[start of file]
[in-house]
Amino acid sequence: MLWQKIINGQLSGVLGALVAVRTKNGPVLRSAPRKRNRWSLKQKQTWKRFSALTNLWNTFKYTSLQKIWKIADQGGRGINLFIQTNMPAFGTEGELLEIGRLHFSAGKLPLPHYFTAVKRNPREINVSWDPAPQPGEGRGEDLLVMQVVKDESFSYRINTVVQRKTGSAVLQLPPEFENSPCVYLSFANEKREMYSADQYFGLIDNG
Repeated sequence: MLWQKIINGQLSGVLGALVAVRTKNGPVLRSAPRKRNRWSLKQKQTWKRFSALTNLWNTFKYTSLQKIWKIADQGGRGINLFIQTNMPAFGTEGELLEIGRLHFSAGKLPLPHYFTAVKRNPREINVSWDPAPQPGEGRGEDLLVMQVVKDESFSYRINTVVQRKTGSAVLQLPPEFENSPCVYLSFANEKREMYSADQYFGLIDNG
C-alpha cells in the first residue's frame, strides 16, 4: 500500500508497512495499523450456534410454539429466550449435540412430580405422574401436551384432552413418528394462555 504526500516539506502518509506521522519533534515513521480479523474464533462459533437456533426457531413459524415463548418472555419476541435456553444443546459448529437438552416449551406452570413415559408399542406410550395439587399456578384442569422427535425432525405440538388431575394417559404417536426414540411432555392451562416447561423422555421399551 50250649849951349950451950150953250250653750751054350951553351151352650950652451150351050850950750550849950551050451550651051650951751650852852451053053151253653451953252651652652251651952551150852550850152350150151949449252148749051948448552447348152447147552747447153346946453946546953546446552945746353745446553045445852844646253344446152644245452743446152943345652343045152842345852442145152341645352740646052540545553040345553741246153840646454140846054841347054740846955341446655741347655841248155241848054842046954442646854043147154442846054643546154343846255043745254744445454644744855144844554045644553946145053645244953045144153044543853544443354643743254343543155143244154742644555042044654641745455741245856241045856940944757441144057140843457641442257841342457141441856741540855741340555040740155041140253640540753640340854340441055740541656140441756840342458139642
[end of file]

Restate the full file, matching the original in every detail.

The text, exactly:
[in-house]
Amino acid sequence: MLWQKIINGQLSGVLGALVAVRTKNGPVLRSAPRKRNRWSLKQKQTWKRFSALTNLWNTFKYTSLQKIWKIADQGGRGINLFIQTNMPAFGTEGELLEIGRLHFSAGKLPLPHYFTAVKRNPREINVSWDPAPQPGEGRGEDLLVMQVVKDESFSYRINTVVQRKTGSAVLQLPPEFENSPCVYLSFANEKREMYSADQYFGLIDNG
Repeated sequence: MLWQKIINGQLSGVLGALVAVRTKNGPVLRSAPRKRNRWSLKQKQTWKRFSALTNLWNTFKYTSLQKIWKIADQGGRGINLFIQTNMPAFGTEGELLEIGRLHFSAGKLPLPHYFTAVKRNPREINVSWDPAPQPGEGRGEDLLVMQVVKDESFSYRINTVVQRKTGSAVLQLPPEFENSPCVYLSFANEKREMYSADQYFGLIDNG
C-alpha cells in the first residue's frame, strides 16, 4: 500500500508497512495499523450456534410454539429466550449435540412430580405422574401436551384432552413418528394462555 504526500516539506502518509506521522519533534515513521480479523474464533462459533437456533426457531413459524415463548418472555419476541435456553444443546459448529437438552416449551406452570413415559408399542406410550395439587399456578384442569422427535425432525405440538388431575394417559404417536426414540411432555392451562416447561423422555421399551 50250649849951349950451950150953250250653750751054350951553351151352650950652451150351050850950750550849950551050451550651051650951751650852852451053053151253653451953252651652652251651952551150852550850152350150151949449252148749051948448552447348152447147552747447153346946453946546953546446552945746353745446553045445852844646253344446152644245452743446152943345652343045152842345852442145152341645352740646052540545553040345553741246153840646454140846054841347054740846955341446655741347655841248155241848054842046954442646854043147154442846054643546154343846255043745254744445454644744855144844554045644553946145053645244953045144153044543853544443354643743254343543155143244154742644555042044654641745455741245856241045856940944757441144057140843457641442257841342457141441856741540855741340555040740155041140253640540753640340854340441055740541656140441756840342458139642